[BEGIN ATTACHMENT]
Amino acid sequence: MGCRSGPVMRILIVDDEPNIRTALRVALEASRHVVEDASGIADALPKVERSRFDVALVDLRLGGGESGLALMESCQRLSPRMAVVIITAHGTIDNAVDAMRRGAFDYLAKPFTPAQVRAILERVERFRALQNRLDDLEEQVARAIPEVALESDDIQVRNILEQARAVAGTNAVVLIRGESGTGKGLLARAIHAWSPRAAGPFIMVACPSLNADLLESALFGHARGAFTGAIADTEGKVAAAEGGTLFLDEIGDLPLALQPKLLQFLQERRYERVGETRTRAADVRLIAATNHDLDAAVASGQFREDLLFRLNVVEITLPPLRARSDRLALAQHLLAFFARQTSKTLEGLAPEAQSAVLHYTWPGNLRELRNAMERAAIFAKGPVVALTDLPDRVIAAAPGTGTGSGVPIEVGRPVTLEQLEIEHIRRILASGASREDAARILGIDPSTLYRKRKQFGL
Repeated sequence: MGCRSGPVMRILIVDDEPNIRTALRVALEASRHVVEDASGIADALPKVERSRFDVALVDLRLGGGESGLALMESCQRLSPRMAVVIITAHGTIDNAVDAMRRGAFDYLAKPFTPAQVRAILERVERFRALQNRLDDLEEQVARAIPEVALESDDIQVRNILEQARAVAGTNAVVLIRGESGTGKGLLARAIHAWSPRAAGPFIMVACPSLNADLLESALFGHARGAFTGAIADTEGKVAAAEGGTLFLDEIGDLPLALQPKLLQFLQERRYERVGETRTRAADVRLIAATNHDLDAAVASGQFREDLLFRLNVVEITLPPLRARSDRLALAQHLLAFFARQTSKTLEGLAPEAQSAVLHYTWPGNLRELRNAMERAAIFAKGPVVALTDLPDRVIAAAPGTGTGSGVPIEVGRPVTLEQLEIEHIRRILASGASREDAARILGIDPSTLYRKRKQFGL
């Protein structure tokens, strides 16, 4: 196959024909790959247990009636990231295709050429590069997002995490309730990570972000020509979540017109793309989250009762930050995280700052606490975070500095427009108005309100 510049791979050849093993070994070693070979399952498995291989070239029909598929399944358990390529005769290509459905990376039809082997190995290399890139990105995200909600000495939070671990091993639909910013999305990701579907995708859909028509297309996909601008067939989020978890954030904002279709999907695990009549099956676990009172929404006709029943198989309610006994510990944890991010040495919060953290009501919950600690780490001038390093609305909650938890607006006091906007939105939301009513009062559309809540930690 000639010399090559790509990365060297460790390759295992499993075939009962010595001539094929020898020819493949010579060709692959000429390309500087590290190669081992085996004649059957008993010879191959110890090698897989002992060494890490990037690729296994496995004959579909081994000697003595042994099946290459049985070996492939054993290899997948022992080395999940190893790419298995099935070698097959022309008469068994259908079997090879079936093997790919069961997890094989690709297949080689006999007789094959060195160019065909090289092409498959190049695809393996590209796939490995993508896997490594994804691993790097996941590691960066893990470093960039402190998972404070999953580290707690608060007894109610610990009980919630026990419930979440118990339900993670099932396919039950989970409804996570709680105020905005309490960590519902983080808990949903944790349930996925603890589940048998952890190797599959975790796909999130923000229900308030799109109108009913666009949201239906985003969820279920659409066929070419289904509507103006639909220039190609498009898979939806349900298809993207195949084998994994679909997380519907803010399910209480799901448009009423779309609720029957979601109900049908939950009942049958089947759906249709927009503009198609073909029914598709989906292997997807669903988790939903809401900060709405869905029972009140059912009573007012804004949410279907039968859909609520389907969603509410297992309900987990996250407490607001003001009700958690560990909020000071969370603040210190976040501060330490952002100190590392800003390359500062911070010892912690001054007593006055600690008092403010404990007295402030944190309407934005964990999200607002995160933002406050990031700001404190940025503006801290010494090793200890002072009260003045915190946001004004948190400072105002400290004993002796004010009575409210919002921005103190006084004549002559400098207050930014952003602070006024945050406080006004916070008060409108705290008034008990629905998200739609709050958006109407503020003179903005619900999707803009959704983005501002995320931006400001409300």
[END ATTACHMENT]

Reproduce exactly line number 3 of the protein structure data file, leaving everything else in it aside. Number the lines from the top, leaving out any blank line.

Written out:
């Protein structure tokens, strides 16, 4: 196959024909790959247990009636990231295709050429590069997002995490309730990570972000020509979540017109793309989250009762930050995280700052606490975070500095427009108005309100 510049791979050849093993070994070693070979399952498995291989070239029909598929399944358990390529005769290509459905990376039809082997190995290399890139990105995200909600000495939070671990091993639909910013999305990701579907995708859909028509297309996909601008067939989020978890954030904002279709999907695990009549099956676990009172929404006709029943198989309610006994510990944890991010040495919060953290009501919950600690780490001038390093609305909650938890607006006091906007939105939301009513009062559309809540930690 000639010399090559790509990365060297460790390759295992499993075939009962010595001539094929020898020819493949010579060709692959000429390309500087590290190669081992085996004649059957008993010879191959110890090698897989002992060494890490990037690729296994496995004959579909081994000697003595042994099946290459049985070996492939054993290899997948022992080395999940190893790419298995099935070698097959022309008469068994259908079997090879079936093997790919069961997890094989690709297949080689006999007789094959060195160019065909090289092409498959190049695809393996590209796939490995993508896997490594994804691993790097996941590691960066893990470093960039402190998972404070999953580290707690608060007894109610610990009980919630026990419930979440118990339900993670099932396919039950989970409804996570709680105020905005309490960590519902983080808990949903944790349930996925603890589940048998952890190797599959975790796909999130923000229900308030799109109108009913666009949201239906985003969820279920659409066929070419289904509507103006639909220039190609498009898979939806349900298809993207195949084998994994679909997380519907803010399910209480799901448009009423779309609720029957979601109900049908939950009942049958089947759906249709927009503009198609073909029914598709989906292997997807669903988790939903809401900060709405869905029972009140059912009573007012804004949410279907039968859909609520389907969603509410297992309900987990996250407490607001003001009700958690560990909020000071969370603040210190976040501060330490952002100190590392800003390359500062911070010892912690001054007593006055600690008092403010404990007295402030944190309407934005964990999200607002995160933002406050990031700001404190940025503006801290010494090793200890002072009260003045915190946001004004948190400072105002400290004993002796004010009575409210919002921005103190006084004549002559400098207050930014952003602070006024945050406080006004916070008060409108705290008034008990629905998200739609709050958006109407503020003179903005619900999707803009959704983005501002995320931006400001409300």